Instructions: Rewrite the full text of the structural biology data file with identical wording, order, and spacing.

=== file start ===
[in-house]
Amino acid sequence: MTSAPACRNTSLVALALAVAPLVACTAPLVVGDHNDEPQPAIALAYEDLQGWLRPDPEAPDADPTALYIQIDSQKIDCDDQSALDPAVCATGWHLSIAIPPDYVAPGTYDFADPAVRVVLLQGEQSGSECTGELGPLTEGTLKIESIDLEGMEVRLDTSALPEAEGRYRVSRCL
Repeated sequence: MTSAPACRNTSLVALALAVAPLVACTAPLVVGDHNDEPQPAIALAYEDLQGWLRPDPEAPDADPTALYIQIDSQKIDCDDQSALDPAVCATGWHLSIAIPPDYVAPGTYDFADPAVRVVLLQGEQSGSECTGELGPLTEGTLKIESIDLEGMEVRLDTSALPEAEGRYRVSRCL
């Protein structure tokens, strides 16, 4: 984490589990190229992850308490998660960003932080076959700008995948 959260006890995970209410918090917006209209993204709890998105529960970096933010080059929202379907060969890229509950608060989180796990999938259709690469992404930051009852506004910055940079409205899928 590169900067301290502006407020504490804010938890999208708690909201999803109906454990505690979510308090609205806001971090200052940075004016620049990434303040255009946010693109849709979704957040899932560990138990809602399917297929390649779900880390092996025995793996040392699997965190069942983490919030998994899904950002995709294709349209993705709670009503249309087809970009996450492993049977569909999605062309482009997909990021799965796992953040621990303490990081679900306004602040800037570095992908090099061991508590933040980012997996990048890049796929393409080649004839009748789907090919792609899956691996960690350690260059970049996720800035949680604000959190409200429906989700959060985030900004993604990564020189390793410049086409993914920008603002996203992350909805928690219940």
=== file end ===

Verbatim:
[in-house]
Amino acid sequence: MTSAPACRNTSLVALALAVAPLVACTAPLVVGDHNDEPQPAIALAYEDLQGWLRPDPEAPDADPTALYIQIDSQKIDCDDQSALDPAVCATGWHLSIAIPPDYVAPGTYDFADPAVRVVLLQGEQSGSECTGELGPLTEGTLKIESIDLEGMEVRLDTSALPEAEGRYRVSRCL
Repeated sequence: MTSAPACRNTSLVALALAVAPLVACTAPLVVGDHNDEPQPAIALAYEDLQGWLRPDPEAPDADPTALYIQIDSQKIDCDDQSALDPAVCATGWHLSIAIPPDYVAPGTYDFADPAVRVVLLQGEQSGSECTGELGPLTEGTLKIESIDLEGMEVRLDTSALPEAEGRYRVSRCL
């Protein structure tokens, strides 16, 4: 984490589990190229992850308490998660960003932080076959700008995948 959260006890995970209410918090917006209209993204709890998105529960970096933010080059929202379907060969890229509950608060989180796990999938259709690469992404930051009852506004910055940079409205899928 590169900067301290502006407020504490804010938890999208708690909201999803109906454990505690979510308090609205806001971090200052940075004016620049990434303040255009946010693109849709979704957040899932560990138990809602399917297929390649779900880390092996025995793996040392699997965190069942983490919030998994899904950002995709294709349209993705709670009503249309087809970009996450492993049977569909999605062309482009997909990021799965796992953040621990303490990081679900306004602040800037570095992908090099061991508590933040980012997996990048890049796929393409080649004839009748789907090919792609899956691996960690350690260059970049996720800035949680604000959190409200429906989700959060985030900004993604990564020189390793410049086409993914920008603002996203992350909805928690219940």